Re-Reading Magik (Part 1)

One of the many ongoing projects that I have at the moment is a gradual re-read of the Claremont run of the original New Mutants book from the ’80s.  There was a sale on Comixology a couple months ago on the series, so I got all of the Claremont stuff for about thirty dollars, which is a pretty good deal when you consider that he wrote over fifty issues on the series before turning it over to Louise Simonson.  One of the collections I bought includes not only the first twelve issues of the New Mutants series, but also the issue of Marvel Team-Up that introduced Karma (it’s okay), the issue of Uncanny X-Men where the X-Men return from space after the Brood Saga and save the New Mutants from a Brood-infested Charles Xavier (it’s fun to see Paul Smith artwork in high quality digital scans), and (perhaps the best bonus of the set) the four issues of the Magik miniseries detailing Illyana Rasputin’s origin in Limbo.

There are certainly some rad elements in the cover of Magik #1, but it doesn’t exactly advertise what you’re actually going to get. (Image credit: Comic Vine)

The first time I read the Magik series, I wasn’t really sure I how much I would enjoy it.  I knew of the character Magik from prior reading about the major players in the New Mutants series (which I don’t think I had yet begun reading at that point), but her concept didn’t sound that terribly interesting to me.  Magically inclined comics characters are not typically my preferred flavor of fantastic (I write this being fully aware that I’ve spent months geeking out over an urban fantasy comics series), and the sword ‘n’ sorcery patina on the Magik series didn’t do a whole lot to reassure me that it would be interesting.  Nonetheless, I had a mission to read all the X-Men related comics I could get my hands on, and this was the origin story of a major character for a series that I was genuinely looking forward to, so I jumped in.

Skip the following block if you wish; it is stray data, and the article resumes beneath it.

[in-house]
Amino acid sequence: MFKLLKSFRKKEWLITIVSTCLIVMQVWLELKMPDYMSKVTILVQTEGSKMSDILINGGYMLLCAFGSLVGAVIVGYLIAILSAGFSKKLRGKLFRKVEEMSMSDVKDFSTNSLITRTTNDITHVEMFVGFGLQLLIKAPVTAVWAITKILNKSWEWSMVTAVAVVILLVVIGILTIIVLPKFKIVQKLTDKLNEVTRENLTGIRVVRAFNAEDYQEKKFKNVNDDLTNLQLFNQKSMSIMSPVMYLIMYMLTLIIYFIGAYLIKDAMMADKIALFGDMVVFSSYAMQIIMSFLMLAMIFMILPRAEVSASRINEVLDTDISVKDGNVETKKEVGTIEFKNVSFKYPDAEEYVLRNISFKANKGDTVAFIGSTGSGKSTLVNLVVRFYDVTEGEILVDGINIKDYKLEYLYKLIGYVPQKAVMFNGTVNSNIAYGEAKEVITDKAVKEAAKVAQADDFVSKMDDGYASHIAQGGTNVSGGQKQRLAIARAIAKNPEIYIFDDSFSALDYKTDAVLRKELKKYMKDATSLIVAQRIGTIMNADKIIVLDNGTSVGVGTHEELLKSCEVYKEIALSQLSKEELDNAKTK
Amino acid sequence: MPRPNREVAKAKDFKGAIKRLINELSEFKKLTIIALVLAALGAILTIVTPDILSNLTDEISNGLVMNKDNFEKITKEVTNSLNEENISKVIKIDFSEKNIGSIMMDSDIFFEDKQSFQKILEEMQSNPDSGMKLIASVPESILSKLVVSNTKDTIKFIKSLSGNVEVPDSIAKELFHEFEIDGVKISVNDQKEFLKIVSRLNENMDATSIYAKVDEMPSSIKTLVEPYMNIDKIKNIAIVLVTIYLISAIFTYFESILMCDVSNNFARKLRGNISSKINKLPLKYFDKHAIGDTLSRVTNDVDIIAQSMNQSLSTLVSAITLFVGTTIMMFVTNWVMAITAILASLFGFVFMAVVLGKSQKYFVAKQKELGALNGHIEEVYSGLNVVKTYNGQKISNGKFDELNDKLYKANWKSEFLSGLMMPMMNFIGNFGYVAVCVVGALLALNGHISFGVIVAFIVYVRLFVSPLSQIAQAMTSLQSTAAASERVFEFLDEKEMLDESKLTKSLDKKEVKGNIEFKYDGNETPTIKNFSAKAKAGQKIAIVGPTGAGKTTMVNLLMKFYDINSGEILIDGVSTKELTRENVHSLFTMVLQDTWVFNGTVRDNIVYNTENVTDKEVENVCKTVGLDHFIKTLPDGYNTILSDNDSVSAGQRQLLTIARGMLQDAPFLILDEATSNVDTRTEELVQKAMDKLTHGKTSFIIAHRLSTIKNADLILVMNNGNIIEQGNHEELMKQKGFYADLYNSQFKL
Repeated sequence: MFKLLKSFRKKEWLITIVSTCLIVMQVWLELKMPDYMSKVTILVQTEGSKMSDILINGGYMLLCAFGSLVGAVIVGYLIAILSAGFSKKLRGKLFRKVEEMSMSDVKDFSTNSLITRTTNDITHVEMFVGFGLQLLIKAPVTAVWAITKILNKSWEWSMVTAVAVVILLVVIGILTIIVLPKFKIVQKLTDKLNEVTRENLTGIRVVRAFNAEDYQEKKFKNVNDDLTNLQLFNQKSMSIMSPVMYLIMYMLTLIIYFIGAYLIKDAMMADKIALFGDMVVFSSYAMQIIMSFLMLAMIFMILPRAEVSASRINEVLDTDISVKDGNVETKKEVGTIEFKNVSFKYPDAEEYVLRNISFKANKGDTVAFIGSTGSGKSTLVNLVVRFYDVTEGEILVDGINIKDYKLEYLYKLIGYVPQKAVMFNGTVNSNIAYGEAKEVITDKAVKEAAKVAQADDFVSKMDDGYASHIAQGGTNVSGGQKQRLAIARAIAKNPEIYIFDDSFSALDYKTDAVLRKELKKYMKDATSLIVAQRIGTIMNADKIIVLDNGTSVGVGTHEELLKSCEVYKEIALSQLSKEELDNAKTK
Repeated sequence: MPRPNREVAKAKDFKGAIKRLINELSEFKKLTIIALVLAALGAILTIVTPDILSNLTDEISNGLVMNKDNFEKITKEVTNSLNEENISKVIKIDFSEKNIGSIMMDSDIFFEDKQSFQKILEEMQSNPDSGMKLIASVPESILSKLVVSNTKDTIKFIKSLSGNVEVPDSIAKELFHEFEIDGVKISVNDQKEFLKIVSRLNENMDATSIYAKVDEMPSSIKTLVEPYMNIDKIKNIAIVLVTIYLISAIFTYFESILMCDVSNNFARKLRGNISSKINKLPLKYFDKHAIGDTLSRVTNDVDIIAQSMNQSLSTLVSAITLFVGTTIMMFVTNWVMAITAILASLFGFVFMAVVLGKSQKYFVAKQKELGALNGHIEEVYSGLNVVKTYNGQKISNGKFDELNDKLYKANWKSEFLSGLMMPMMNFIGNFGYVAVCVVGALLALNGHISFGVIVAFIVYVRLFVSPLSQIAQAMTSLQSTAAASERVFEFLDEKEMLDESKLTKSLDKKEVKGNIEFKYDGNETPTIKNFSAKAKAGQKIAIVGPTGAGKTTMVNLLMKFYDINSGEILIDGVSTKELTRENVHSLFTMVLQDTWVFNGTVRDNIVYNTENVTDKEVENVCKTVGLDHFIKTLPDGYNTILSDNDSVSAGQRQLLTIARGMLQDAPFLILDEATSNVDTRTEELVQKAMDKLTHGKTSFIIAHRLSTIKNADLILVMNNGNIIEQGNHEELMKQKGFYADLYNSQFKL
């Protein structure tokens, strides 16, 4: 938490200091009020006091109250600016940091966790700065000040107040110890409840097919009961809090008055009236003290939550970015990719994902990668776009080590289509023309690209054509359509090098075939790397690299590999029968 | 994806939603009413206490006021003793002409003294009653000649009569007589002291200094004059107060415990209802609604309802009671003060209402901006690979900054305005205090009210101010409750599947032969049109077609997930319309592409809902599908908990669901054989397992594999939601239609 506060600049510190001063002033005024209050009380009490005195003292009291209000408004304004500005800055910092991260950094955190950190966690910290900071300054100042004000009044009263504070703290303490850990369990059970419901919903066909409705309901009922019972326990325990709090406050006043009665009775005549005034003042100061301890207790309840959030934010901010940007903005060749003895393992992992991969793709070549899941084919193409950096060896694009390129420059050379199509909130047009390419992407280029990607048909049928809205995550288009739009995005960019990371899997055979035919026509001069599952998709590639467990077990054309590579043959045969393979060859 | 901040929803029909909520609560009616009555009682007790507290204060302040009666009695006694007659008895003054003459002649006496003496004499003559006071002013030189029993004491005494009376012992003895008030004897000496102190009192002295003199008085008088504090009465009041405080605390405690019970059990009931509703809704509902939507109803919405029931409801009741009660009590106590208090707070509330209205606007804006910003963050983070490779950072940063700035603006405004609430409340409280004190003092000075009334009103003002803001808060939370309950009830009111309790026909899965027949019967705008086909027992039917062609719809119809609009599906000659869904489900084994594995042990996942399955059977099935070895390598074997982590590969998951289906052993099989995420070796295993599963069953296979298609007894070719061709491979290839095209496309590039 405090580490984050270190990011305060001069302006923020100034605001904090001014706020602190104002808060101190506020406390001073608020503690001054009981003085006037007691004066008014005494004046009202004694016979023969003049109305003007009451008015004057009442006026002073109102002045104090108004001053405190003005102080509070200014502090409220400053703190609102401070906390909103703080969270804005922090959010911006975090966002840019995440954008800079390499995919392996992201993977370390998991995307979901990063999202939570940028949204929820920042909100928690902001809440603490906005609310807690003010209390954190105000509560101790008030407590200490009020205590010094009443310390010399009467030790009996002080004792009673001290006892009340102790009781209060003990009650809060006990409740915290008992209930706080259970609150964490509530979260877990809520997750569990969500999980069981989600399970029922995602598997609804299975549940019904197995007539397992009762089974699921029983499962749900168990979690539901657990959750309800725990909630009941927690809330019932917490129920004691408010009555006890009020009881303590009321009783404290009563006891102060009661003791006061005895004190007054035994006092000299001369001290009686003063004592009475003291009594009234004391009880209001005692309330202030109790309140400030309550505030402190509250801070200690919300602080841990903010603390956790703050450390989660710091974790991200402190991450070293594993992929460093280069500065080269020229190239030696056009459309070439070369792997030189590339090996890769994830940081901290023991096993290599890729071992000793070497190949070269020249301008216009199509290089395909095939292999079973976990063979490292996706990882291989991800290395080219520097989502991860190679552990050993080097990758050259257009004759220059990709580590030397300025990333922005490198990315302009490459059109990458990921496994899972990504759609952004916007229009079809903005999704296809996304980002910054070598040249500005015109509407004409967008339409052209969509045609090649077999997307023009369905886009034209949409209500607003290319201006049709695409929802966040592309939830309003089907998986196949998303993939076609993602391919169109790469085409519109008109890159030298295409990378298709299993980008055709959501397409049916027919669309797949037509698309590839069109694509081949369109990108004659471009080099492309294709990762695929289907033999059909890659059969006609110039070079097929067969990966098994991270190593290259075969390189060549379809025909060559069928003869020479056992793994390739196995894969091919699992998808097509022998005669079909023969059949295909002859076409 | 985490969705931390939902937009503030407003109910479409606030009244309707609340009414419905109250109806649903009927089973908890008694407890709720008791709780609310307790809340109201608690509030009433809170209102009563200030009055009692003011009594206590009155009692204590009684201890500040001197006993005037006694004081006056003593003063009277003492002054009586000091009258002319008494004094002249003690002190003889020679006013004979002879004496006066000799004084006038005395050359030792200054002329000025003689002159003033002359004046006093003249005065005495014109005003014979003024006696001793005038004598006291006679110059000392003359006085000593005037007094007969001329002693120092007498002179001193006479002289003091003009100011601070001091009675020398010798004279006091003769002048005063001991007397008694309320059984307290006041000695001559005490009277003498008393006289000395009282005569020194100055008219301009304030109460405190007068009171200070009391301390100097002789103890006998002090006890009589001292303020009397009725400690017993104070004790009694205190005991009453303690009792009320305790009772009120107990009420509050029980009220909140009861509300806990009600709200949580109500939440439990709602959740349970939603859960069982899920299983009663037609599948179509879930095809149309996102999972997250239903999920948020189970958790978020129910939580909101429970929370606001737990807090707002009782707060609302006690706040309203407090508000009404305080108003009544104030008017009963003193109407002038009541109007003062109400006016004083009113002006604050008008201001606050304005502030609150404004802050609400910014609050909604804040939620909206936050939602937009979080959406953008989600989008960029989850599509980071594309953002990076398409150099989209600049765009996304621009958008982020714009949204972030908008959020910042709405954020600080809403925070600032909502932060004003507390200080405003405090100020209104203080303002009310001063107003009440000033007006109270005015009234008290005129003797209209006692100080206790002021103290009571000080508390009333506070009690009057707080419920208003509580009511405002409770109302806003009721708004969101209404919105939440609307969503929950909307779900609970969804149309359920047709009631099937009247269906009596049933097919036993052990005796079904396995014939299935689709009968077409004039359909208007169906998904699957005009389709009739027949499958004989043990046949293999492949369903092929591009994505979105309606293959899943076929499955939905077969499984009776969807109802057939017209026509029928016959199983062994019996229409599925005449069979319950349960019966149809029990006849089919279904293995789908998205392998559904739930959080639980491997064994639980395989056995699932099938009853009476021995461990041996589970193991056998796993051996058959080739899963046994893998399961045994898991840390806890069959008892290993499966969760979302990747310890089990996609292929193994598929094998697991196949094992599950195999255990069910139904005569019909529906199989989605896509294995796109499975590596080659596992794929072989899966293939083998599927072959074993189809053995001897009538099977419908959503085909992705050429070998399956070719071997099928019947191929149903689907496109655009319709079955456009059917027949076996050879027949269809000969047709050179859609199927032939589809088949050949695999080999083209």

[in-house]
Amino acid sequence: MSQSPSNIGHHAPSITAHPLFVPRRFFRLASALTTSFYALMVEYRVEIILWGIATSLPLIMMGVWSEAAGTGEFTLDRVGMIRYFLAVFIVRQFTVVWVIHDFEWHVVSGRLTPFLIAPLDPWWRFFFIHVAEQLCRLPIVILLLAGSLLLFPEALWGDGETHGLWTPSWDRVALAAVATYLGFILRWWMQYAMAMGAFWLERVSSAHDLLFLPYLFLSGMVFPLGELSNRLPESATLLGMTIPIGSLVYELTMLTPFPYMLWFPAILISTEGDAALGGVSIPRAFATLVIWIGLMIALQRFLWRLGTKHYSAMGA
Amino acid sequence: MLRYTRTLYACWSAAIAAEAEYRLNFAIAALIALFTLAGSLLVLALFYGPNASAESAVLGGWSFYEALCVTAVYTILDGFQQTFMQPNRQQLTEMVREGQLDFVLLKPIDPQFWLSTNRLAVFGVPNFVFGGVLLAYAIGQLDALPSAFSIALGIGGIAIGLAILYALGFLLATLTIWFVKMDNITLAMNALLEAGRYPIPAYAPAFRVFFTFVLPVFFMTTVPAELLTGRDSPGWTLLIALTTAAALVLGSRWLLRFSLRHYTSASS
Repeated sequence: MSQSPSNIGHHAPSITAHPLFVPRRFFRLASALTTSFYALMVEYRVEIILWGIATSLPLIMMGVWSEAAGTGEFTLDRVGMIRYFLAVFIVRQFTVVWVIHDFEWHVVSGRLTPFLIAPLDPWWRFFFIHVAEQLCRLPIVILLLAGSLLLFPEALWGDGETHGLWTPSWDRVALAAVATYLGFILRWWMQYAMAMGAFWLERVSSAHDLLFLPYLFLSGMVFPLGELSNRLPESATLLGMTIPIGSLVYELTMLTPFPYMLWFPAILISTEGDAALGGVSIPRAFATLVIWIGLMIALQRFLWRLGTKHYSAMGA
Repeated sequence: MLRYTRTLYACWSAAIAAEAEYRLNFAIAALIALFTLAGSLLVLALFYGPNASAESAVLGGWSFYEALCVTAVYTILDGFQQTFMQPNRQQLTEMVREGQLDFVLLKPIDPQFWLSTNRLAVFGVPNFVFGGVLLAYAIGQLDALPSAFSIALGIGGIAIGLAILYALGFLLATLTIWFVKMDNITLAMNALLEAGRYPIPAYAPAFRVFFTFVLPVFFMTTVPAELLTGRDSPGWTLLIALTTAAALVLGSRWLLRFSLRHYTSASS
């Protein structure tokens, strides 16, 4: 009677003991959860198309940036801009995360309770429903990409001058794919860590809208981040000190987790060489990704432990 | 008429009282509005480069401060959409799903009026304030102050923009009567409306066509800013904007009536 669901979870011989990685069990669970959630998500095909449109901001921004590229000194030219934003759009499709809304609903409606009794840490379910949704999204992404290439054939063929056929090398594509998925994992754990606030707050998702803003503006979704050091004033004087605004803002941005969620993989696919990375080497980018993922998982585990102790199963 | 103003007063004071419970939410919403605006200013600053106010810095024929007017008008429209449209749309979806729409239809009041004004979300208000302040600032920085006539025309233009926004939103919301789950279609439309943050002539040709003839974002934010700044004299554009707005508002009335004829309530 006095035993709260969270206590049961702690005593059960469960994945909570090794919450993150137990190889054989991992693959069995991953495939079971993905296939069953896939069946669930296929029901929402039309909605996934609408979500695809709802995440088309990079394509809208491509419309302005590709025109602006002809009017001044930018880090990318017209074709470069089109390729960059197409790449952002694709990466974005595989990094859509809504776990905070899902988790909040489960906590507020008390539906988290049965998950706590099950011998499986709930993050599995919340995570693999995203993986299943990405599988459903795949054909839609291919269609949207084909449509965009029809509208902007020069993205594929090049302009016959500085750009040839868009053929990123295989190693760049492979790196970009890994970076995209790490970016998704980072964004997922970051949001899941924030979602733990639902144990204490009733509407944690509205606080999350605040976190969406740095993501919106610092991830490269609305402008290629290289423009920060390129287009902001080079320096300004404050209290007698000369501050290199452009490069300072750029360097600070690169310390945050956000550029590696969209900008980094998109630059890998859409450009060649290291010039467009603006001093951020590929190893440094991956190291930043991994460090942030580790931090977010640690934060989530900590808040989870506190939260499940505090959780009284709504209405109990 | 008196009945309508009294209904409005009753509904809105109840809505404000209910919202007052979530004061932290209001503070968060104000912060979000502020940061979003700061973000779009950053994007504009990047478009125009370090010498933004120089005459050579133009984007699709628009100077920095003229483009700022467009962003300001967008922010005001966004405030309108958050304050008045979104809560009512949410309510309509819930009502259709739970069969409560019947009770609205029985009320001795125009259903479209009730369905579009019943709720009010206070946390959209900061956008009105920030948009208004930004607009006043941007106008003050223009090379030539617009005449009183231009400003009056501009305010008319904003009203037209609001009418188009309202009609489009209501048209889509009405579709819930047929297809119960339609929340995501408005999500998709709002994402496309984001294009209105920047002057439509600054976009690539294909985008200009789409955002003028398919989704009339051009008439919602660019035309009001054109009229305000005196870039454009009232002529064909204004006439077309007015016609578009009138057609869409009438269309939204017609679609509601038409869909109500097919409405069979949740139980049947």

That’s heavy stuff for a fourteen-year-old. Also, I forget how integral inks are to creating mood in older comics. (Pencils by John Buscema, inks by Tom Palmer, colors by Glynis Wein, letters by Tom Orzechowski)